Apoptosis, a distinguished form of cell death, is characterized by membrane blebbing and DNA fragmentation. Electron Microscopy is used as a golden standard in detecting apoptosis[25-27]. In our case, both scanning electron microscope and photomicrograph images of p-Coumaric acid treated cells showed typical membrane blebbing and shrinkage portraying apoptosis. Sub-G1 arrest of cell cycle is considered as a sign of apoptosis[28-30]. p-Coumaric acid treatment showed increasing accumulation of cells in the sub-G1 phase confirming apoptosis. This was similar to the most anticancer drugs which inducted apoptosis by arresting the cells at sub-G1 phase[31-33]. At an early stage of apoptosis, there will be considerable damage to plasma membrane and the lipid layer will be disorganized. Nowadays in addition to the nuclear and morphological assessment, lipid layer perturbations in plasma membrane can also insinuate apoptosis. Merocyanine staining of treated cells for lipid layer organization showed increasing fluorescence intensity depicting apoptosis. This observation was similar to eugenol induced apoptosis shown recently[13].

In conclusion, p-Coumaric acid exerted antiproliferative activity against colon cancer cells like HT 29 and HCT 15. Both the cell lines growth was repressed significantly by inducing apoptosis. Apoptosis induced by p-Coumaric acid involved various physical and biochemical changes. To enumerate, cells showed membrane blebbing and shrinkage as depicted by SEM and photomicrograph images. Earlier lipid layer breaks were associated with the p-Coumaric acid induced apoptosis. Cell cycle progression was arrested at sub-G1 phase by p-Coumaric acid treatment. Mitochondrial membrane potential of treated cells also showed a decrease after p-Coumaric acid treatment. Moreover, there was increase in the ROS generation and lipid layer breaks after treatment. These results insinuate that p-Coumaric acid inhibited the growth of colon cancer cells by inducing apoptosis through ROS-mitochondrial pathway. However, further experiments in preclinical and clinical settings will promote this as a likely candidate for chemoprevention of colon cancer.

ACKNOWLEDGMENTS

Jaganathan SK acknowledges the directors’ (Mr. Raguram, Dr. Lakshmana Prabhu, and Mr. Sugumaran) invaluable support and their constant encouragement. Authors acknowledge the efforts of Dr. Joseph Thomas for providing his valuable comments for English-editing service. Thanks to Ms. Bhuvaneswari S and Mr. Joseph Raja for checking this paper.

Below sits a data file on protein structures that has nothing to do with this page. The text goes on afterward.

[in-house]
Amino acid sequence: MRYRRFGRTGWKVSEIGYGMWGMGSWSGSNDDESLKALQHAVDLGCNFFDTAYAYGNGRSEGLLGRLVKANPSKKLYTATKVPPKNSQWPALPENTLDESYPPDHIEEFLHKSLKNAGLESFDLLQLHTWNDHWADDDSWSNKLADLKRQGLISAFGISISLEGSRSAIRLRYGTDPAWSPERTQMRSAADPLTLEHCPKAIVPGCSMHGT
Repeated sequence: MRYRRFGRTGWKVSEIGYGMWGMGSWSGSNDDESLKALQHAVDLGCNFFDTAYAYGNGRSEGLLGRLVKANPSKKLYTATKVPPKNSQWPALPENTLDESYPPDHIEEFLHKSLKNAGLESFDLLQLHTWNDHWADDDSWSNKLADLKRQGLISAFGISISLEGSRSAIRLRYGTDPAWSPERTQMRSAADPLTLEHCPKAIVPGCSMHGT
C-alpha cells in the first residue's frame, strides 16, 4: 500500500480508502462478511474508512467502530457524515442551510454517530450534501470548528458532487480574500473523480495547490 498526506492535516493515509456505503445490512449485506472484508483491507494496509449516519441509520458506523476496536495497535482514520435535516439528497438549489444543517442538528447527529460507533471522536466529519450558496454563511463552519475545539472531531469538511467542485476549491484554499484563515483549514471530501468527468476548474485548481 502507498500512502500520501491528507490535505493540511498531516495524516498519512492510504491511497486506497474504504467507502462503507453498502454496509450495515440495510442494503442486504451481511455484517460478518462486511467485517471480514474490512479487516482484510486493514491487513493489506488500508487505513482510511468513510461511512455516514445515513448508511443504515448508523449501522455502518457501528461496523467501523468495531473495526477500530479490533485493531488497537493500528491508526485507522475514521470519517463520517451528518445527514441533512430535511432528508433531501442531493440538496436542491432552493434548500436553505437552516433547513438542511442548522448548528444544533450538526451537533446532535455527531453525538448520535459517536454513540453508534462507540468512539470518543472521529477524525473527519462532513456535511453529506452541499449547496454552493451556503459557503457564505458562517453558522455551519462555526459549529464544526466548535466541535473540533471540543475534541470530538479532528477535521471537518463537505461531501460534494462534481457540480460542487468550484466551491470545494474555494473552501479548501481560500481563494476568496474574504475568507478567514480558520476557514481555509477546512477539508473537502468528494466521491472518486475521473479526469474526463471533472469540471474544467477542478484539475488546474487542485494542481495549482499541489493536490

COMMENTS
Background

Consumption of phenolic components has been linked to improve various disease conditions like cancer, diabetes and cardiac disorders. Diet is believed to be much influential in explaining the susceptibility to cancer. Most interestingly, colon cancer is more vulnerable to diet because these epithelial cells are chronically exposed to these dietary agents. Honey has been reported to possess protective effect in many inflammatory diseases and oxidative stress-related injuries. Recent works from the laboratory showed phenolic components of honey were attributed with inherent potential to inhibit colon cancer cells. In this article p-Coumaric acid, one of the phenolic components of honey, has been examined for its growth inhibitory effects.

Research frontiers

Chemotherapy utilizes antineoplastic or dietary agents for treating colon cancer. However, there is still a continuous search for novel agents with improved efficiency. To their knowledge p-Coumaric acid, one of the phenolic components of honey, have never been examined for its inhibitory mechanism against colon cancer.

Innovations and breakthroughs

Events associated with the inhibitory nature of p-Coumaric acid are clearly highlighted in this manuscript. Authors have shown that p-Coumaric acid inhibited the colon cancer cells in dose-dependent manner. Further it was deciphered that p-Coumaric acid induced apoptosis is accompanied with increasing reactive oxygen species (ROS) levels, a fall in the mitochondrial membrane potential and increased lipid layer breaks. Hence authors concluded that p-Coumaric acid inhibited the growth of colon cancer cells by inducing apoptosis through ROS-mitochondrial pathway.

Applications

p-Coumaric acid induced apoptosis in colon cancer cells through ROS-mitochondrial pathway. Hence, further experiments in preclinical and clinical settings will promote p-Coumaric acid as a plausible candidate for chemoprevention of colon cancer.

Peer review

This work describes the events associated with the growth-inhibitory effect of p-Coumaric acid in colon cancer cells. Since p-Coumaric acid is one of the phenolic components of honey, the study has a clear interest in the field of chemoprevention of colon cancer. The results of this study are interesting and demonstrate that p-Coumaric acid has antiproliferative activity against colon cancer cells inducing apoptosis and causing physical and biochemical changes.

Footnotes

P- Reviewers: Cadena MP, De Nardi P S- Editor: Gou SX L- Editor: A E- Editor: Liu XM